CLINTON — Beverly Parkerson is bright and outgoing. Just by looking at her you cannot imagine why people picked on her so much as a child. But, of course, looks are only skin deep.
As a child, Parkerson was a pretty little girl with big green eyes. School photos show there was seldom a smile. Nearly 30 years later, Parkerson still has those big green eyes, only now, her smile lights up a room.
At age six, Parkerson lost all of her hair due to a puzzling condition called Alopecia Universalis. She remembers the pain of growing up wearing a wig.
"I remember sitting in third grade. I had a girl who threatened to pull my wig off on the playground every day if I didn't do her wor for her," says Parkerson.
Parkerson lived each day with the fear of losing her wig, until she got a hair prosthesis.
Unlike wigs, a hair prosthesis is vacuum-sealed to the scalp. It does not come off unless the person wearing it wants it to, giving them the freedom to do whatever they want.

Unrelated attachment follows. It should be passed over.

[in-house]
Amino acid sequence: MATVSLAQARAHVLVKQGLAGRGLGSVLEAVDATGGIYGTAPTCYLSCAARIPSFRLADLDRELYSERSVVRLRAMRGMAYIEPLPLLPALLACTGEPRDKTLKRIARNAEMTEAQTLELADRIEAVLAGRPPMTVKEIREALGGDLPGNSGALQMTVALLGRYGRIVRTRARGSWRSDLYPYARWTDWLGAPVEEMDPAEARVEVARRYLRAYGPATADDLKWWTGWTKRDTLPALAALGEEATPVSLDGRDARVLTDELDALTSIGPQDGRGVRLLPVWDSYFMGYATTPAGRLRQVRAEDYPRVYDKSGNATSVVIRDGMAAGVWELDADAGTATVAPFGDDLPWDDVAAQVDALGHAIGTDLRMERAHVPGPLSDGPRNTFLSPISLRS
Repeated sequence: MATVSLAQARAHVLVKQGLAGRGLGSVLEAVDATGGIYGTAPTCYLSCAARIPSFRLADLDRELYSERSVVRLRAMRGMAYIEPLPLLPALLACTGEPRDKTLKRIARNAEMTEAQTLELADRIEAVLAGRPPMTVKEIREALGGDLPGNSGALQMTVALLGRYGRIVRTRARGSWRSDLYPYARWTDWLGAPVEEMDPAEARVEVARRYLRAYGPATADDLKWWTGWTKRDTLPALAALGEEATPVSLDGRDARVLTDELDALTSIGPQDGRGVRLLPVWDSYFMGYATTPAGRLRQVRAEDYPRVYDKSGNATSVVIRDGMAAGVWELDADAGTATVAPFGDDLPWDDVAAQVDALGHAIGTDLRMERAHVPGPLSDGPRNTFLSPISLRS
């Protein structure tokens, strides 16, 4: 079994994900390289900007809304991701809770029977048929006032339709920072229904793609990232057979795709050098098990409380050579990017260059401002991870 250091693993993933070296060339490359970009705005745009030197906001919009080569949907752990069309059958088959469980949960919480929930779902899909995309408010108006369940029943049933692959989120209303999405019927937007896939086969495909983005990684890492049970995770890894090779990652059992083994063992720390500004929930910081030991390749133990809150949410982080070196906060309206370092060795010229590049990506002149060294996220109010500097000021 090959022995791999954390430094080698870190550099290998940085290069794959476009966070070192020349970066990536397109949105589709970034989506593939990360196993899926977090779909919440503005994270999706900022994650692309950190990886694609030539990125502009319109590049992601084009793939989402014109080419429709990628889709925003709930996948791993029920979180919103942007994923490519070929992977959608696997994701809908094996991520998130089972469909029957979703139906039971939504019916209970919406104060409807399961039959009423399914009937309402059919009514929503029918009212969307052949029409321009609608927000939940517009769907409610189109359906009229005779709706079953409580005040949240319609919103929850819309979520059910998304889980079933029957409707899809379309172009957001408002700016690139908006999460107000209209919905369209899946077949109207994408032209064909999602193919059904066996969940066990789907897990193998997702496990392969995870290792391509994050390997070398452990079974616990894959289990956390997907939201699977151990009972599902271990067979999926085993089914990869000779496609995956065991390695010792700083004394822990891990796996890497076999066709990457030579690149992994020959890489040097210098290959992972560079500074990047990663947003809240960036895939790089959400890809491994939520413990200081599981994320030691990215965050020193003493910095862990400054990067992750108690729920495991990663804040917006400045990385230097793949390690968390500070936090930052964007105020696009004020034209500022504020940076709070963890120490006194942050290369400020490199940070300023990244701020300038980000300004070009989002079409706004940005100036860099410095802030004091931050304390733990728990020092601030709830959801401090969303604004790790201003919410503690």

Made out of human hair, the prothesis looks, feels, and moves like real hair. It helped Parkerson regain her confidence, and also discover an inner-strength.
"You can't go through what I've been through and not be a strong person," she says.
Today, Beverly Parkerson has things she never dreamed of prior to wearing the prosthesis: self-esteem, a job she loves and, most of all, her son Dare.
She says it is all because she overcame a burden that is now her inspiration.
"I wouldn't wish Alopecia on my worst enemy, but I wouldn't trade it. It's brought me to where I am. It's made me a strong person," she says.
Through her business, Laurels and Ivey, Parkerson has helped people of all ages, including children and men. She says many of them had never even met someone else with Alopecia.
If you would like more information on alopecia or hair prosthesis call
Parkerson hopes to work with doctors and help them understand the emotions and fears that go along with having the condition.